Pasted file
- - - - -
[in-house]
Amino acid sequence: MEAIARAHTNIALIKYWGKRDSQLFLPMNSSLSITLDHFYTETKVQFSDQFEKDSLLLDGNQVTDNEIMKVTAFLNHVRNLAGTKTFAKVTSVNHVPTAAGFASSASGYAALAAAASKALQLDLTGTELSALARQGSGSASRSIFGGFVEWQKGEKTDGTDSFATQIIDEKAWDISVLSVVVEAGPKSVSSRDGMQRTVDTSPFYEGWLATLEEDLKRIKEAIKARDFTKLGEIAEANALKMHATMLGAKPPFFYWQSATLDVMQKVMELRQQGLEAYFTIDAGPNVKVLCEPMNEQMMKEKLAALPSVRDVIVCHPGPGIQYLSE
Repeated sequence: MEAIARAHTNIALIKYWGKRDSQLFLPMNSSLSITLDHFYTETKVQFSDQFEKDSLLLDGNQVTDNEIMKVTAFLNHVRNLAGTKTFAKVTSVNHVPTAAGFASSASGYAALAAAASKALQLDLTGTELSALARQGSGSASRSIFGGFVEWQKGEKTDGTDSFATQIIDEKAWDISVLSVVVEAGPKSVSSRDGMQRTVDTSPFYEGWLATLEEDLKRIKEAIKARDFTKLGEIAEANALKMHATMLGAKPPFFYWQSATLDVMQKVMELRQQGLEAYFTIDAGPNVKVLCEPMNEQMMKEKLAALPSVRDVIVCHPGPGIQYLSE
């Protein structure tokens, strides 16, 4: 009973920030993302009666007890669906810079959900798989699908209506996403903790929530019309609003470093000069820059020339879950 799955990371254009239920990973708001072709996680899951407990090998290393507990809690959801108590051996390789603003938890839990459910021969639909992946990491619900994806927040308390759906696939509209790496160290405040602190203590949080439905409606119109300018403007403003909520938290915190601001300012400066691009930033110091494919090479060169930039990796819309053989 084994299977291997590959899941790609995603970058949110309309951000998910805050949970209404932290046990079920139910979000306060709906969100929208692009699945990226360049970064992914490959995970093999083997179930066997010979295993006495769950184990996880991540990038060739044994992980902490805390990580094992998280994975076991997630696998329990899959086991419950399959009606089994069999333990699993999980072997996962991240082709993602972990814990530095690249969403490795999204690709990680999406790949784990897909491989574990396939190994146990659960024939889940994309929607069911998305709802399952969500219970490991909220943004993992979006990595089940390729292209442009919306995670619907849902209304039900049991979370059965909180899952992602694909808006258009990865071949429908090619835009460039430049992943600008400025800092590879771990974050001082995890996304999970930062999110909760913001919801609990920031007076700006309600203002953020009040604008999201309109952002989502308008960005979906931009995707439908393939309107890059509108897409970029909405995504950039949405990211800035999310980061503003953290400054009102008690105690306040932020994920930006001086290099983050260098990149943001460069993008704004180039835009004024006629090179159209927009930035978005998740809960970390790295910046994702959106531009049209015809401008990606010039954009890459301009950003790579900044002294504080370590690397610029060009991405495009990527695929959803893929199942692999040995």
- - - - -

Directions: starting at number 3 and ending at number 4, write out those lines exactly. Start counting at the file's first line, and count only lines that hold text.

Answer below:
Repeated sequence: MEAIARAHTNIALIKYWGKRDSQLFLPMNSSLSITLDHFYTETKVQFSDQFEKDSLLLDGNQVTDNEIMKVTAFLNHVRNLAGTKTFAKVTSVNHVPTAAGFASSASGYAALAAAASKALQLDLTGTELSALARQGSGSASRSIFGGFVEWQKGEKTDGTDSFATQIIDEKAWDISVLSVVVEAGPKSVSSRDGMQRTVDTSPFYEGWLATLEEDLKRIKEAIKARDFTKLGEIAEANALKMHATMLGAKPPFFYWQSATLDVMQKVMELRQQGLEAYFTIDAGPNVKVLCEPMNEQMMKEKLAALPSVRDVIVCHPGPGIQYLSE
């Protein structure tokens, strides 16, 4: 009973920030993302009666007890669906810079959900798989699908209506996403903790929530019309609003470093000069820059020339879950 799955990371254009239920990973708001072709996680899951407990090998290393507990809690959801108590051996390789603003938890839990459910021969639909992946990491619900994806927040308390759906696939509209790496160290405040602190203590949080439905409606119109300018403007403003909520938290915190601001300012400066691009930033110091494919090479060169930039990796819309053989 084994299977291997590959899941790609995603970058949110309309951000998910805050949970209404932290046990079920139910979000306060709906969100929208692009699945990226360049970064992914490959995970093999083997179930066997010979295993006495769950184990996880991540990038060739044994992980902490805390990580094992998280994975076991997630696998329990899959086991419950399959009606089994069999333990699993999980072997996962991240082709993602972990814990530095690249969403490795999204690709990680999406790949784990897909491989574990396939190994146990659960024939889940994309929607069911998305709802399952969500219970490991909220943004993992979006990595089940390729292209442009919306995670619907849902209304039900049991979370059965909180899952992602694909808006258009990865071949429908090619835009460039430049992943600008400025800092590879771990974050001082995890996304999970930062999110909760913001919801609990920031007076700006309600203002953020009040604008999201309109952002989502308008960005979906931009995707439908393939309107890059509108897409970029909405995504950039949405990211800035999310980061503003953290400054009102008690105690306040932020994920930006001086290099983050260098990149943001460069993008704004180039835009004024006629090179159209927009930035978005998740809960970390790295910046994702959106531009049209015809401008990606010039954009890459301009950003790579900044002294504080370590690397610029060009991405495009990527695929959803893929199942692999040995």